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Fig. 1 | Retrovirology

Fig. 1

From: Human T-cell leukaemia virus type 1 associated pulmonary disease: clinical and pathological features of an under-recognised complication of HTLV-1 infection

Fig. 1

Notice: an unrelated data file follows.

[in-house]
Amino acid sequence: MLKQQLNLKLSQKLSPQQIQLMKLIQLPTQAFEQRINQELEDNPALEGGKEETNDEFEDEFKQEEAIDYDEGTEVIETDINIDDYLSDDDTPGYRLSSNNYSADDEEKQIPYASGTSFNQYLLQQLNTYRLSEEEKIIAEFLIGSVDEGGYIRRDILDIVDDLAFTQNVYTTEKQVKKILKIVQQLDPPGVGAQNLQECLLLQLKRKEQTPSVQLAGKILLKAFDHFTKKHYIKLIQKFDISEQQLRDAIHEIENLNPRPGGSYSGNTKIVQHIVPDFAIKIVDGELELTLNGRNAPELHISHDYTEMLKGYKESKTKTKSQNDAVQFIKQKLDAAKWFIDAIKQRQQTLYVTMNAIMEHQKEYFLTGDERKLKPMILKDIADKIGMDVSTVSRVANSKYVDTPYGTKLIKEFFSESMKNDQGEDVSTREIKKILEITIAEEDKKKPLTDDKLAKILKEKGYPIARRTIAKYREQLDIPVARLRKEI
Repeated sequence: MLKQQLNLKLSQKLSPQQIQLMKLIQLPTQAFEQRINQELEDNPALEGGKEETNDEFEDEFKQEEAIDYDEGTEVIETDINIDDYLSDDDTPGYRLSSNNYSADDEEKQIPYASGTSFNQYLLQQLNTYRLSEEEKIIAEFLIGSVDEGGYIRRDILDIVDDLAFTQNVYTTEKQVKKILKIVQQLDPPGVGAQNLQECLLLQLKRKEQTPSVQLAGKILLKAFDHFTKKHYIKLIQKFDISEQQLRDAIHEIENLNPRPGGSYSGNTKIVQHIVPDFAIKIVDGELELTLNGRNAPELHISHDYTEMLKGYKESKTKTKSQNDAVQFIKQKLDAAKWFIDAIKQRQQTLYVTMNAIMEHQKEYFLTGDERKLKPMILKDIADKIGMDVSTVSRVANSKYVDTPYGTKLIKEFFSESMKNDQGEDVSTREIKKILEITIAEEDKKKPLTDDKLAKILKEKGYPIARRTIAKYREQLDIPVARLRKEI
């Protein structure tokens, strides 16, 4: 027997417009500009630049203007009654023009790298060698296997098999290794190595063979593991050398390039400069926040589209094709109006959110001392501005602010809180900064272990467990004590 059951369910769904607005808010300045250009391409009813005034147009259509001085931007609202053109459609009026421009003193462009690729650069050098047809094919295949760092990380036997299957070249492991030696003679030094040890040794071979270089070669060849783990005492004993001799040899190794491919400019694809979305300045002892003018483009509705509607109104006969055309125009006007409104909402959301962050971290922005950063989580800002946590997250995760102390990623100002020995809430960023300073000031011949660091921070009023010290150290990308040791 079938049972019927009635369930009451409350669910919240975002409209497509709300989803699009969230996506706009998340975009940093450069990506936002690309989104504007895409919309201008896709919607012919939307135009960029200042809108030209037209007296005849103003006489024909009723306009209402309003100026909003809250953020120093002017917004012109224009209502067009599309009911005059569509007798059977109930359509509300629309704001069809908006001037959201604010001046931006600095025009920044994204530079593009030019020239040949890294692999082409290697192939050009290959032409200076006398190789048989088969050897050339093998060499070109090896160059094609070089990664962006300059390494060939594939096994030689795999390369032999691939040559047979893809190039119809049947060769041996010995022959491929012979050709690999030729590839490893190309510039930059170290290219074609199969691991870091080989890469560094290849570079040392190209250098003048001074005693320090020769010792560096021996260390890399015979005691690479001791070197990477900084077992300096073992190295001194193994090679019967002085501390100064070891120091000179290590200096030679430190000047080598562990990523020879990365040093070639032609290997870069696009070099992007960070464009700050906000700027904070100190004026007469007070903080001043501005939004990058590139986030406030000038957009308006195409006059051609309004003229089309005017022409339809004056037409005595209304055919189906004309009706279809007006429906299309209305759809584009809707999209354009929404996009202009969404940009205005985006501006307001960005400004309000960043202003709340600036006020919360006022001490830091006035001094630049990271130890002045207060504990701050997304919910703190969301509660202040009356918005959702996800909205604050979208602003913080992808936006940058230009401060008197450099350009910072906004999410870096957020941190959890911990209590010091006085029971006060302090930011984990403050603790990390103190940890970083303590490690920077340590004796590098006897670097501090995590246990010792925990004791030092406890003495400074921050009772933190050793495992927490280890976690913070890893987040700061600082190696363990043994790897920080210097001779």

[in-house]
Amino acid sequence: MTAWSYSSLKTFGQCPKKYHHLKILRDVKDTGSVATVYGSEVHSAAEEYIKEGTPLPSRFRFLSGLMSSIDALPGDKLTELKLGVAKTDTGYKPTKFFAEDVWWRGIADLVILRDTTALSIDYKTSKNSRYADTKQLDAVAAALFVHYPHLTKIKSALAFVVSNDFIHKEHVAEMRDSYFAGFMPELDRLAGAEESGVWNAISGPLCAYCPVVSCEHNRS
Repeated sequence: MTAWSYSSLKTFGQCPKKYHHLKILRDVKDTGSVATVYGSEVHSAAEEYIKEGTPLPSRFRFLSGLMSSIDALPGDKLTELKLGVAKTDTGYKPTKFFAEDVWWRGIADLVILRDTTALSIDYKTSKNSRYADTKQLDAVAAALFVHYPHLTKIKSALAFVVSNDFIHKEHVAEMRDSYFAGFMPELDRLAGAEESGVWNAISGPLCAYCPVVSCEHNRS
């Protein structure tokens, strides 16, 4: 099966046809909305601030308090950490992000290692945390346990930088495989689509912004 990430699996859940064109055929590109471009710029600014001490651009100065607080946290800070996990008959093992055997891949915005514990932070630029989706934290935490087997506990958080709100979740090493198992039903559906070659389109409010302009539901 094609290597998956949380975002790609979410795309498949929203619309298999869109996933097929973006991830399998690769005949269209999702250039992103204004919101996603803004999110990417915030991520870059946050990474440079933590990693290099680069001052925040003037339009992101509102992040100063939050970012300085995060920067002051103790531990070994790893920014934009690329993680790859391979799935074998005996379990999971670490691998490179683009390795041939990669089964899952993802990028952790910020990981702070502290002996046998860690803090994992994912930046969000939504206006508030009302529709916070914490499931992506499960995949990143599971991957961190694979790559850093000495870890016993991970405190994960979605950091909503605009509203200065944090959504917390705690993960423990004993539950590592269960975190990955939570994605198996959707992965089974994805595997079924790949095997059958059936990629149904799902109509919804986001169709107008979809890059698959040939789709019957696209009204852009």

Pathogenesis of HTLV-1 associated pulmonary disease. The production of IFN-γ by HTLV-1 infected cells that have infiltrated into the lung induces CXCL10 production by diverse cell types including monocytes and neutrophils, recruiting more CXCR3 expressing, activated T cells and macrophages to the lungs, amplifying the inflammatory process in a positive feedback loop. HTLV-1 infected cells also produce CCL3, which further enhances lymphocyte migration to the area of inflammation, and this is facilitated by increased expression of cell adhesion molecules in response to IL-1α from HTLV-1 infected cells. The production of pro-inflammatory cytokines and chemokines is further augmented by the clonal proliferation of HTLV-1 infected cells in response to IL-2 acting in an autocrine and paracrine manner. Lung epithelial cells may also contribute to this process by producing pro-inflammatory cytokines (dotted line). This inflammatory process involves the interstitium, airways and alveoli, resulting in a lymphocytosis that is detectable in bronchoalveolar lavage fluid, and peribronchiolar lymphocyte infiltration which is apparent histologically

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